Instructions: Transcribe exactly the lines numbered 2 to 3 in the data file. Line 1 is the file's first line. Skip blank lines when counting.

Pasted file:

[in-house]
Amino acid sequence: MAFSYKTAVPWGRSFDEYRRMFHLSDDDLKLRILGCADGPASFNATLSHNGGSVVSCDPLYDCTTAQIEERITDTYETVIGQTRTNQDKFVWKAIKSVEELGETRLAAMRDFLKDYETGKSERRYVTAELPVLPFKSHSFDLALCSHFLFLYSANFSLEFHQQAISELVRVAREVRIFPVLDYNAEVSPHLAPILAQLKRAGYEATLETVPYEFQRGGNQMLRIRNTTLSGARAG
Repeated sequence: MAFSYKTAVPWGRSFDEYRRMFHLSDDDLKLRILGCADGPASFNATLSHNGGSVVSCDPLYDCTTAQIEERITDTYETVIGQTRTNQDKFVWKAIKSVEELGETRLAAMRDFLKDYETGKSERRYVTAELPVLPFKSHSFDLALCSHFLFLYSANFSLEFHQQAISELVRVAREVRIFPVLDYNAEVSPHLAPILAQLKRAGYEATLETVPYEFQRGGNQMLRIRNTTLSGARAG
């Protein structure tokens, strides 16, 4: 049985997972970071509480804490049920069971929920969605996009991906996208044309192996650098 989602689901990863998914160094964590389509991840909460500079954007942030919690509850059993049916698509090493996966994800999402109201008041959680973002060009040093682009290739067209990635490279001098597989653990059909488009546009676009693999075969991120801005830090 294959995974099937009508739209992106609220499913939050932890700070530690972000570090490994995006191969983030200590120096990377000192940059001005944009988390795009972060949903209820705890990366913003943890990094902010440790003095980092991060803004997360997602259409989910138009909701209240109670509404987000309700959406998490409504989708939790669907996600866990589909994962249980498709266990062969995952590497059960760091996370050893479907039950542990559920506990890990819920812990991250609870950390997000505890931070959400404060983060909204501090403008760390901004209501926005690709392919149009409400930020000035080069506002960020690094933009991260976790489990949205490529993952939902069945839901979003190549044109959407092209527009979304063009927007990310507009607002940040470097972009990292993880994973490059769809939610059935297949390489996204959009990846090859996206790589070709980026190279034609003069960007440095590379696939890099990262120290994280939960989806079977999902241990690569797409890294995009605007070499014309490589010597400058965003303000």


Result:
Amino acid sequence: MAFSYKTAVPWGRSFDEYRRMFHLSDDDLKLRILGCADGPASFNATLSHNGGSVVSCDPLYDCTTAQIEERITDTYETVIGQTRTNQDKFVWKAIKSVEELGETRLAAMRDFLKDYETGKSERRYVTAELPVLPFKSHSFDLALCSHFLFLYSANFSLEFHQQAISELVRVAREVRIFPVLDYNAEVSPHLAPILAQLKRAGYEATLETVPYEFQRGGNQMLRIRNTTLSGARAG
Repeated sequence: MAFSYKTAVPWGRSFDEYRRMFHLSDDDLKLRILGCADGPASFNATLSHNGGSVVSCDPLYDCTTAQIEERITDTYETVIGQTRTNQDKFVWKAIKSVEELGETRLAAMRDFLKDYETGKSERRYVTAELPVLPFKSHSFDLALCSHFLFLYSANFSLEFHQQAISELVRVAREVRIFPVLDYNAEVSPHLAPILAQLKRAGYEATLETVPYEFQRGGNQMLRIRNTTLSGARAG